Temperature-control devices like wood-burning or gas fireplaces and heat or air conditioning vents can also expose artwork to pollutants such as dust and soot. Pollutants can be easily redirected away from a piece with the help of fire screens and inexpensive vent deflectors. These are often made from clear plastic in order to fulfill a true necessity while not detracting from the overall aesthetic of a space.



If a light surface-cleaning is absolutely necessary, ensure anyone responsible for cleaning your home understands how to do so safely.

The piece should first be inspected for areas where the paint is lifting away from the surface of the canvas. A flashlight can help identify any cracks (referred to as craquelure) that could potentially peel, chip or flake away if touched with a finger or brush.

Craquelure on the Mona Lisa

Visible craquelure flecks on the Mona Lisa. Source: Artwatch UK

If the piece is intact, an extremely soft, clean and dry brush can be used to lightly sweep the piece in a top-down motion. Brushes should be kept in their own bag and for the sole purpose of cleaning your artwork. Although tempting, refrain from the use of harsh abrasives like waxes, polishes or oils—or even tools like feather dusters, cotton balls or rags, which could catch on any raised flecks of paint and remove them from the surface of the painting.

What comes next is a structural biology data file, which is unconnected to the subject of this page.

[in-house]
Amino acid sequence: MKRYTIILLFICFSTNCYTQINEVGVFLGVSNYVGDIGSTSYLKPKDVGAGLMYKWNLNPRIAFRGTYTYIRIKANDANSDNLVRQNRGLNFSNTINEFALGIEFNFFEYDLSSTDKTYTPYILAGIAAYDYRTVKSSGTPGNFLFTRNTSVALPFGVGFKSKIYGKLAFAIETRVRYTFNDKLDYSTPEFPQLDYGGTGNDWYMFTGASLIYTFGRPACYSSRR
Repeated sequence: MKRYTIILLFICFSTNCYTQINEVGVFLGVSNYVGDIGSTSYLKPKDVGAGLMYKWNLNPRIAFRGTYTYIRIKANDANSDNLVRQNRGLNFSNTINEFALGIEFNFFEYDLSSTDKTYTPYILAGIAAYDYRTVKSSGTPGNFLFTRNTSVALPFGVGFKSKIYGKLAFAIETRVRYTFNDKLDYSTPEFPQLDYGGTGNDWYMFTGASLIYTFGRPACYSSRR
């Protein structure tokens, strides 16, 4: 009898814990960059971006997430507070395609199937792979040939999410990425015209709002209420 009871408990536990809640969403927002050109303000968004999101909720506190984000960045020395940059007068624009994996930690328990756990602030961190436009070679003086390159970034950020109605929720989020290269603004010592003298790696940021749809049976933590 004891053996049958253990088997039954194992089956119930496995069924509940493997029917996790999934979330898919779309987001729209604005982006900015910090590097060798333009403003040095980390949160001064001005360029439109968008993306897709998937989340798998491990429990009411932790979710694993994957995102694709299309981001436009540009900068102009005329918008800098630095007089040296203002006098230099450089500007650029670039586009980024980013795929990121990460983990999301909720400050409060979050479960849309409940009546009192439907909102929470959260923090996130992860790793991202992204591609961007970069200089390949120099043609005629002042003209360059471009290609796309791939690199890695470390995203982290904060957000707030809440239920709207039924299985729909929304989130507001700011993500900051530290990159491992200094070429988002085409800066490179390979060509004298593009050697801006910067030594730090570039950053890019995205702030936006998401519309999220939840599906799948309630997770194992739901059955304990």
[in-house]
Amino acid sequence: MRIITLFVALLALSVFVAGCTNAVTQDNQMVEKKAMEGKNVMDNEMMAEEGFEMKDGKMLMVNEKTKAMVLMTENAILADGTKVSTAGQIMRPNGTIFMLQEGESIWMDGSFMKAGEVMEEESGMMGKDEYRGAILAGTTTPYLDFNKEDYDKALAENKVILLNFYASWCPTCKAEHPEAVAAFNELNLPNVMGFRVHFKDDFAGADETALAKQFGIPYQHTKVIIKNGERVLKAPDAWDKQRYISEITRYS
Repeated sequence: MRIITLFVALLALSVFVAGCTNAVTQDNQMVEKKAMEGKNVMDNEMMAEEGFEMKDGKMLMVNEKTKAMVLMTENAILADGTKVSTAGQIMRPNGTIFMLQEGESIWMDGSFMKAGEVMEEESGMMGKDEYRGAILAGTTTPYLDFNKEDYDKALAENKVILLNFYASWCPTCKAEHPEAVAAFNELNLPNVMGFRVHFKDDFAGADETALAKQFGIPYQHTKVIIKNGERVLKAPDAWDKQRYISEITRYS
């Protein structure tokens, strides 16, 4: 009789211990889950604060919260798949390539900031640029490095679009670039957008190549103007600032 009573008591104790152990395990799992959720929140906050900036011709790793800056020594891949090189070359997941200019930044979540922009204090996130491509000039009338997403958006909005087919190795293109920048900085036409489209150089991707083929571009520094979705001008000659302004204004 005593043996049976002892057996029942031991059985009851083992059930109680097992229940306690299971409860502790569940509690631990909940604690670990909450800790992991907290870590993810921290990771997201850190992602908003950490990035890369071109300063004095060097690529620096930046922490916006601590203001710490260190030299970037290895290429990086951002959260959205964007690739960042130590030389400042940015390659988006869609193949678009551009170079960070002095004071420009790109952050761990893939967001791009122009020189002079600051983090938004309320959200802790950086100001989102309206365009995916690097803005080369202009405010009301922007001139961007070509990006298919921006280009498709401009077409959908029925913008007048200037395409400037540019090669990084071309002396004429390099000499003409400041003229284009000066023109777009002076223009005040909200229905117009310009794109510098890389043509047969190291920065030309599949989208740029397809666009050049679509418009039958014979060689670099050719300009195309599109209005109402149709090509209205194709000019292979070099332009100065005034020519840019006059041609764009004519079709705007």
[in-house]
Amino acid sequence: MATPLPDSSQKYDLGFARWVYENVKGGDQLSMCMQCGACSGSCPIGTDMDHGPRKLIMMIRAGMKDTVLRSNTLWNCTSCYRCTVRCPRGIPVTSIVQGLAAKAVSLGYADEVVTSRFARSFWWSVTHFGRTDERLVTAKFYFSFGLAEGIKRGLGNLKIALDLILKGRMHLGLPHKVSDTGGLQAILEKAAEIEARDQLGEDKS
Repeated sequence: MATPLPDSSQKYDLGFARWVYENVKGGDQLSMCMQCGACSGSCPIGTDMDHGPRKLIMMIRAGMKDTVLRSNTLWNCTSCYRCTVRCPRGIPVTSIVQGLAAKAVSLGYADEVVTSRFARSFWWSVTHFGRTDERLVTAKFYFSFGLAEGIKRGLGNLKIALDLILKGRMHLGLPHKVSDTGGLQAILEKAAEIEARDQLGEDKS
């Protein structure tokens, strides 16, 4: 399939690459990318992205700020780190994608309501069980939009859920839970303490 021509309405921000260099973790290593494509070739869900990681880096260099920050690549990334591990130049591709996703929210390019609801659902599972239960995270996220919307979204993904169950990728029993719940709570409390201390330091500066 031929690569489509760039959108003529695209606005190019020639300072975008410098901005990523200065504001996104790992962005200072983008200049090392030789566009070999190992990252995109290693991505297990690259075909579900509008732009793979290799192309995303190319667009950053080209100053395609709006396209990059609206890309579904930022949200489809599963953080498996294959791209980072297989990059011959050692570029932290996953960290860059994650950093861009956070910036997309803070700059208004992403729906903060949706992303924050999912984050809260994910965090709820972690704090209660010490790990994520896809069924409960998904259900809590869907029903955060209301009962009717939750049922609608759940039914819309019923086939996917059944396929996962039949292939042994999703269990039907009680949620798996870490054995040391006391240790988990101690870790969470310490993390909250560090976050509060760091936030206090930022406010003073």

If the protective glass encasing a piece needs to be cleaned, be very careful: spraying any sort of liquid directly on the glass could allow the cleaner to seep down and soak into the painted surface. Instead, a watered-down cleaning agent should be sprayed onto a rag, which can then be used to wipe the glass in a top-down motion.

Of course, if a piece requires a more extensive cleaning after years of exposure to elements such as UV rays, second-hand smoke, dust and other pollutants, seek the advice of a trusted and reputable conservator who specializes in whatever type of artwork requires attention.


If you would like assistance finding, hiring and coordinating with an art professional, our PURE Member Advocates® can connect you with high-quality vendors in your area and schedule an appointment at your convenience. Call 888.813.PURE (7873) or email